Belfast Telegraph

Boastful drunks of the past 'half wits' today, says Belfast publican Wolsey as alcohol abuse consultation launched

Bill Wolsey
Bill Wolsey
Jonathan Bell

By Jonathan Bell

One of Northern Ireland's most prominent publicans has said education is key to improving drinking culture in Northern Ireland and there had been a generational shift in attitudes during his four decades behind a bar.

Bill Wolsey said the person who would have boasted of drinking to excess around 15 years ago would be considered a "half wit" today.

His comments come as the Department of Health launched a consultation exercise on what can be done to address alcohol and drug abuse.

Chief Medical Officer Dr Michael McBride said drug and alcohol abuse was "still having a huge impact on society".

Mr Wolsey - whose businesses include bars in the city's Cathedral Quarter as well as the Merchant and Bullitt hotels - said people had been drinking less and pubs, hotels and restaurants had moved to adapt.

"When I started I was taught it was better to serve six people one pint than one person six pints. Pubs have changed to deal with social needs of people," he told the BBC.

"Food has played a big part."

Mr Wolsey said his establishments were strict and would not serve anyone to the point they became drunk and stag and hen parties were barred.

"The vast majority of our customers come in and take one to two to three drinks and they go home in a sober state," he continued.

He said people's idea of a night out had changed pointing to a generational shift in attitudes. And there would be "not as many people as you would think" rolling around drunk in the city streets on a weekend night.

"You no longer hear people say they are going out to get hammered. That just does not happen," he continued.

"It was only about 15 years ago somebody was drunk and staggering around the place and had some boastful story to tell. Now that person is looked on as some sort of half wit. It has absolutely changed."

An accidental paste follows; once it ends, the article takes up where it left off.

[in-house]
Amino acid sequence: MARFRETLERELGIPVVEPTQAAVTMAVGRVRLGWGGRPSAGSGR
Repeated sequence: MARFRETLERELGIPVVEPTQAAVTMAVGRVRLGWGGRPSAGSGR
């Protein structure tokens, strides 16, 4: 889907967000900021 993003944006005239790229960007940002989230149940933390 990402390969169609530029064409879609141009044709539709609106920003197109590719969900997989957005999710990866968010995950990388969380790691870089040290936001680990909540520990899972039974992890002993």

Mr Wolsey said education was the way forward on improving altitudes to drinking and he had no objection to warning labels on bottles of drink.

"As a publican of 40 years the changes have been dramatic. No doubt about it some young people are drinking a lot. In disadvantaged areas some kids absolutely do drink too much.

"But you see less and less people getting drunk."

His comments come as the Department of Health launched a consultation on getting the public views on alcohol and drug abuse.

The department's permanent secretary Richard Pengelly said: “I want to start the conversation about what a new or improved substance strategy might look like. The pre-consultation exercise gives the public the opportunity to have their say on the vision, focus and priorities of a strategy and to directly inform future developments in policy and practice."

Mr Pengelly said a recent review of the current strategy had found some "encouraging signs" of reductions in binge drinking and drug misuse among youths.

"However, substance misuse is still an ongoing problem which is reflected in the tragic alcohol and drug related deaths we are still seeing," he said.

Chief Medical Officer Dr Michael McBride added: "We need to look for new and innovative ideas and we want to have a wider conversation about substance misuse in society."

The consultation can be accessed here.

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